Location: San Bernardino County, California
The term "knob" is an archaic word for a pronounced geographical land mark by which travelers may guide themselves. The term "gobbler" is more open to interpretation. There were a number of possibilities for early use of this name with reference to someone or something eating in the vicinity. But Rosalie Clyde, the granddaughter of pioneer rancher Almon Clyde (who frequently enjoyed the company of friends Wyatt and Virgil Earp) could not remember this name being used before the 1950's.
USFS Administrative Officer Gertrude Becker, who has been stationed at Lytle Creek RD. since the early fifties, states that "gobbler" refers to the number of wild Turkey (Meleagris gallapavo) that once roamed the area. Although it strains credulity, she understands that to some, a particular view of this peak near the intersection of what is now the PCT and FS road 3N33 (Slade Canyon), is supposed to provide the faint resemblance of a turkey's head. This together with the happy campers busily munching in Stockton Flat reputedly led a USPS surveyor to give this name (ca. 1955). Becker adds that her family once spent "what seemed like hours trying to see that turkey but we just couldn't".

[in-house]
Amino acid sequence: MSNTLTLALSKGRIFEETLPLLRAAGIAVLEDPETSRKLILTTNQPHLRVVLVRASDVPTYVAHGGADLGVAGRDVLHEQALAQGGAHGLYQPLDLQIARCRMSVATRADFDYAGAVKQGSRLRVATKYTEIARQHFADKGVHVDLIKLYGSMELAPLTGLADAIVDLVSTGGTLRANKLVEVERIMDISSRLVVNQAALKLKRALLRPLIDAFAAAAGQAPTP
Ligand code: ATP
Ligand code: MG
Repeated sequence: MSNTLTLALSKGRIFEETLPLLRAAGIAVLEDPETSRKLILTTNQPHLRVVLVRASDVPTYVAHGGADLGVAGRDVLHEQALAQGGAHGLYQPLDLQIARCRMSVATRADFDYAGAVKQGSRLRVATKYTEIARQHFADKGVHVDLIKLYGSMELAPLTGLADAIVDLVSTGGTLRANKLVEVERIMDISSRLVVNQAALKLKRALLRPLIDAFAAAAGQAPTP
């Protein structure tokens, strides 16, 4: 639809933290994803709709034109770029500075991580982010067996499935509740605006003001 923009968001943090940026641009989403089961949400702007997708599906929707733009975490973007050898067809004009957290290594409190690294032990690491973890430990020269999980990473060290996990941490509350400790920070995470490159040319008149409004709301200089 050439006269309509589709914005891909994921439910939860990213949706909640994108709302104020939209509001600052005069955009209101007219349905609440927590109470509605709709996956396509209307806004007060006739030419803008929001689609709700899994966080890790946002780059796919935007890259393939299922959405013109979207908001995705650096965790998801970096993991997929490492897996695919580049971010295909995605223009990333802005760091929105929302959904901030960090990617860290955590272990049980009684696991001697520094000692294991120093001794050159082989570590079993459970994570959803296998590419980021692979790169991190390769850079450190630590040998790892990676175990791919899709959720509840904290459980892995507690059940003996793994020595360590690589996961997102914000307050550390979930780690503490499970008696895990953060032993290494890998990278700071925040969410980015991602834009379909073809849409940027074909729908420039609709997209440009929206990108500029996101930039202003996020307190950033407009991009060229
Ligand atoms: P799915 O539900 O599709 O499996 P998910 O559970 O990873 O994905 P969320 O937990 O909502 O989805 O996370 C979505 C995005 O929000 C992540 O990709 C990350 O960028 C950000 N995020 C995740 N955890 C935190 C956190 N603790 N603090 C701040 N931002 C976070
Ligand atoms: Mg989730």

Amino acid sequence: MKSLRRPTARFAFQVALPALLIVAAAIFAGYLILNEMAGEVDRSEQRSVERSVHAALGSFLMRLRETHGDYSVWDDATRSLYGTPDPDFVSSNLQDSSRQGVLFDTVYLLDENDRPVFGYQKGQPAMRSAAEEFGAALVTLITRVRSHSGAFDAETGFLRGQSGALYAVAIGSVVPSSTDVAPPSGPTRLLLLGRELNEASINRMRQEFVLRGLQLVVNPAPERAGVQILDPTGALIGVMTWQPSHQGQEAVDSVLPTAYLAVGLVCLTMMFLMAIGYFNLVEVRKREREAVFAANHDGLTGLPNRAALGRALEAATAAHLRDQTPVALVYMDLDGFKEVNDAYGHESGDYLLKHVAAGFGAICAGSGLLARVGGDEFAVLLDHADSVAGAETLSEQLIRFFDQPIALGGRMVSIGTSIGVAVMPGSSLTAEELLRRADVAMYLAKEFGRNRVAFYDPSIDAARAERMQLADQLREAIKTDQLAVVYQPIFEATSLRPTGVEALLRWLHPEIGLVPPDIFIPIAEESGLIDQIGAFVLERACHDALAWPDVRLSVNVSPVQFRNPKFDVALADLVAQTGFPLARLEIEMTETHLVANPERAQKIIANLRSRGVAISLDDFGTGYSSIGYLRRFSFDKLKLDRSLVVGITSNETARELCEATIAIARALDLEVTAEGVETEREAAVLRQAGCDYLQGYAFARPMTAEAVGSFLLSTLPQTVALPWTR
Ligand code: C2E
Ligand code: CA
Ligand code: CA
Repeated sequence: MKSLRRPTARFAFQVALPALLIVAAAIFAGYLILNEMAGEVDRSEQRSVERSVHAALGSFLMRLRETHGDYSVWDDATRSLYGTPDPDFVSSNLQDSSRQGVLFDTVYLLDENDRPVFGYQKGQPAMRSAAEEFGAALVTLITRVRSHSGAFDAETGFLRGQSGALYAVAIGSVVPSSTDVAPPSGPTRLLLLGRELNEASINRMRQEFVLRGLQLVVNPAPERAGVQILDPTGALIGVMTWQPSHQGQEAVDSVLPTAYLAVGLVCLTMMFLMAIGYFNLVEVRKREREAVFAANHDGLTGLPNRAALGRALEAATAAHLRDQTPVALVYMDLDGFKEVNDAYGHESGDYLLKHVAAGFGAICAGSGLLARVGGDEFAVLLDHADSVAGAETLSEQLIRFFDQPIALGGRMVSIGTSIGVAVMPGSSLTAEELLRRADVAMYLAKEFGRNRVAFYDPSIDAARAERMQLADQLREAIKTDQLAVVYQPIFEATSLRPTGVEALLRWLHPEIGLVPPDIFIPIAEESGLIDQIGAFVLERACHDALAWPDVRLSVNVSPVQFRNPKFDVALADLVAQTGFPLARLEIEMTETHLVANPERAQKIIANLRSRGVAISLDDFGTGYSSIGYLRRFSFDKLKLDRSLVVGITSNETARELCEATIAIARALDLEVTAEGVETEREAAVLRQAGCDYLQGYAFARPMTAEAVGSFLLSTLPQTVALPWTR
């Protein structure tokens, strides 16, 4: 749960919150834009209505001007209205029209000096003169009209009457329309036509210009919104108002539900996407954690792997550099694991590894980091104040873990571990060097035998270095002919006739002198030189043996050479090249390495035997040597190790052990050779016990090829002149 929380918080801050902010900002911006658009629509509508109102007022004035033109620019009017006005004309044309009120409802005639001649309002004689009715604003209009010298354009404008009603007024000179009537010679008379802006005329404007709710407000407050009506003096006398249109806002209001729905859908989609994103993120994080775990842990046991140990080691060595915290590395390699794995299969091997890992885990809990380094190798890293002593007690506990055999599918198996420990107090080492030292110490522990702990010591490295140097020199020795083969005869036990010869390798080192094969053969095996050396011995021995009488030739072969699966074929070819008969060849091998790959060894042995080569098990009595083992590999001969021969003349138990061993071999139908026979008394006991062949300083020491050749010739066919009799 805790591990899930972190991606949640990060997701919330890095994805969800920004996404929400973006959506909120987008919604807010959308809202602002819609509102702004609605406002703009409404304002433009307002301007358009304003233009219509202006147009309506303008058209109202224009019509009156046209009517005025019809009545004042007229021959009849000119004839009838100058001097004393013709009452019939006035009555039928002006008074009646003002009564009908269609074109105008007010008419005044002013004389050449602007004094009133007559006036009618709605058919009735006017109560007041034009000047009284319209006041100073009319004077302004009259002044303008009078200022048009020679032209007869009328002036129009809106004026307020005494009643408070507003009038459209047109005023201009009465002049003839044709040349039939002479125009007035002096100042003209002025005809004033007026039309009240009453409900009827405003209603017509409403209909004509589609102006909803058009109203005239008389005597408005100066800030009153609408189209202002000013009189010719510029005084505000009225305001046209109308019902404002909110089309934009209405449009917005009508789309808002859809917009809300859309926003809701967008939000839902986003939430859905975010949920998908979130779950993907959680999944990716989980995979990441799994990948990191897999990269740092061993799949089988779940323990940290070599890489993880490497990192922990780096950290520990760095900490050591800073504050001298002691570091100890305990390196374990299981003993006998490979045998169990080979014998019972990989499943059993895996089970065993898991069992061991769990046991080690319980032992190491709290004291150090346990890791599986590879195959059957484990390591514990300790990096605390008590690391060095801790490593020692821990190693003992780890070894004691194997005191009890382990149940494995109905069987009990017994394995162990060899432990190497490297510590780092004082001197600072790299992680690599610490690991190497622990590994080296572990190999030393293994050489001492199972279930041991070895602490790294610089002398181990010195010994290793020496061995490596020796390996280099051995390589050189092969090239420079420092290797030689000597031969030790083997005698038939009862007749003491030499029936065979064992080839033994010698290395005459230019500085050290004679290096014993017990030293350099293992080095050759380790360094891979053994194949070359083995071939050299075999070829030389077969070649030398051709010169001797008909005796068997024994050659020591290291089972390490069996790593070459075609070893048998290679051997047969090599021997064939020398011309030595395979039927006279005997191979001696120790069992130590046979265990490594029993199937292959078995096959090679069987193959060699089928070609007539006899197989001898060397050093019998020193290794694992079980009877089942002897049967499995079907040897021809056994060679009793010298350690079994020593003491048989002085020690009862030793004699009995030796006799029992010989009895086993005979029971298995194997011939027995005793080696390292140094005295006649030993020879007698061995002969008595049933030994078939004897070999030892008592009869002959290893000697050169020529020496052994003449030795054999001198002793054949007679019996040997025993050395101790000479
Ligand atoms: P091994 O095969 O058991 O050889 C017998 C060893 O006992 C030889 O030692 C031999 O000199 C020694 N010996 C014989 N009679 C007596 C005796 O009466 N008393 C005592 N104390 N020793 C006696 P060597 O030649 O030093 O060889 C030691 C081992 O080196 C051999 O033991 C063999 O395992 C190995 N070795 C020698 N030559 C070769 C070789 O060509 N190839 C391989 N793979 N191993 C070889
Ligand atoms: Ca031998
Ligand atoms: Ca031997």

Name first appears on USFS San Bernardino National Forest map (1960).
Peak was added to the HPS Peak List in 1971.